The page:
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Jameson Taillon solid in return, but Yankees fall to Orioles in 11

Jameson Taillon of the Yankees pitches during the

Jameson Taillon of the Yankees pitches during the first inning against the Baltimore Orioles at Yankee Stadium on Wednesday, April 7, 2021. Credit: Jim McIsaac

It was nearly cinematic in nature – Jameson Taillon, the hard-luck pitcher who most recently missed more than a season recovering from Tommy John surgery and was 707 games removed from his last start, took the mound despite the longest of odds, and proved to everyone, himself included, that he was right to keep going when it seemed like his career was over.

He was masterful despite two mistakes – the long, hard road very quickly proven worth it. He exhibited a new pitch mix, new mechanics, and the steadfast belief that someone can come back from two Tommy John surgeries. And testicular cancer. And a sports hernia. And of maybe not living up to the expectations they had for their career.

That was the first, heartwarming part of the film Wednesday night. The second part – the one that started when Taillon left the game – well, the less said about it the better.

The Yankees managed13 hits but only three runs as they fell to the Orioles, 4-3, in 11 innings. It’s the first time in 13 tries that the Orioles have won at Yankee Stadium.

 

Both teams scored in the 10th inning – the Orioles, on Gleyber Torres’ throwing error – but the Orioles were able to cash in in the 11th, on Chance Sisco’s pinch hit, RBI single. The Yankees had a chance to even it up with Gio Urshela on third base with one out, but he was gunned down at home trying to score on DJ LeMahieu’s lineout.

None of that erased what Taillon accomplished.

"I’m extremely grateful," he said. "This is going to sound cheesy, but I’ll never take a day in a big-league uniform for granted, that’s for sure."

He knows that he isn’t going to be the pitcher that he envisioned when he was drafted second overall in 2010: 20-win seasons, playing for 15 straight years, finishing with a 100 career WAR. He’s 29 now, signed by the Yankees as a reclamation project, but he can still make the best of whatever’s left.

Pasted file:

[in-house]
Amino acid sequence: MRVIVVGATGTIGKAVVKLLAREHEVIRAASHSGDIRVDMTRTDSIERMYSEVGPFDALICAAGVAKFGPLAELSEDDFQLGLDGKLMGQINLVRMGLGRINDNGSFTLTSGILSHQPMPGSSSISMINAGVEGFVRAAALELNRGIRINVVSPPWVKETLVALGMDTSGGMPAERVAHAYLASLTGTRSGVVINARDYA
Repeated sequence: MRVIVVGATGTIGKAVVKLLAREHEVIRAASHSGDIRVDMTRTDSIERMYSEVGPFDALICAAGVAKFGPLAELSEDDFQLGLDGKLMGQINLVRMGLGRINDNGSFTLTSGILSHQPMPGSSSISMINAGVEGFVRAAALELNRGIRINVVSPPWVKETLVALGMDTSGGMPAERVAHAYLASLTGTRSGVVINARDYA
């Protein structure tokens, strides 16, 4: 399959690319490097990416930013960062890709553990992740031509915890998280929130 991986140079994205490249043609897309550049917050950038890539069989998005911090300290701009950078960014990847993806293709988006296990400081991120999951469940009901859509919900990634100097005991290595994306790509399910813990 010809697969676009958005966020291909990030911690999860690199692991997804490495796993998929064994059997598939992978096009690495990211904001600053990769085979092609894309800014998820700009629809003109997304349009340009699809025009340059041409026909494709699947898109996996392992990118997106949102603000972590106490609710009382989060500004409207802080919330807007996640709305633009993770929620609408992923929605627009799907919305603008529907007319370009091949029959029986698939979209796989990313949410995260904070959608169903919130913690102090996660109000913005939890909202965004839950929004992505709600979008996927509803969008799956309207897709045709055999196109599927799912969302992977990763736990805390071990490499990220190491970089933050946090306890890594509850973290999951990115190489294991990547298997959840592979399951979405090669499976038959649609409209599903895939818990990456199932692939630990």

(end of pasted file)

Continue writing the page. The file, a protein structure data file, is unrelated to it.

And he’s off to a fantastic start.

He pitched 4 2/3 innings, allowed two solo home runs, but only three hits overall. He walked none, struck out seven, seemed consistently in control, and handed over the ball after he reached his pitch count. He ended up throwing 74 pitches, 47 for strikes.

"I thought he threw the ball really well," manager Aaron Boone said. "This day was a long day coming for him. I’m sure there were all kinds of emotions being out on that mound again and just happy for him – another step and another really solid performance for us."

Taillon’s sole mistakes came in the fourth, on Cedric Mullins’ homer off an 85-mph changeup and Anthony Santander’s home run to right-center, both solo shots.

But he’s OK with that price of admission.

"I wasn’t so sure, a couple years ago, that I would ever be on this stage again," he said leading up to the start. "There will never be anything like my debut. There will never be another moment like coming back from cancer. But this is up there with all those. It’s very different, but it’s extremely exciting."

And though he left the game with a one-run deficit, there was nothing but cheers from the crowd as he walked to the dugout. High-fives greeted him there, along with a big grin from his good friend and once-Pirates teammate Gerrit Cole.

Taillon said he had plenty of low points that led him to this one high. The months leading up to his second Tommy John were the hardest, he said.

The rehab wasn’t working. His arm didn’t feel right. His future was shrouded in a darkness.

Eventually, he decided he wasn’t going to let circumstance decide his future. He went to the Florida Baseball Ranch, known for rehabbing pitchers. He shortened his arm swing. He relied more on his legs. He protected that arm.

His reward came Wednesday, when neither nerves nor rust could touch him.

"It’s kind of felt like one big, multiyear build up," he said. "Really, more than anything, it’s just positive emotion. I’m really grateful to have a second chance at this."

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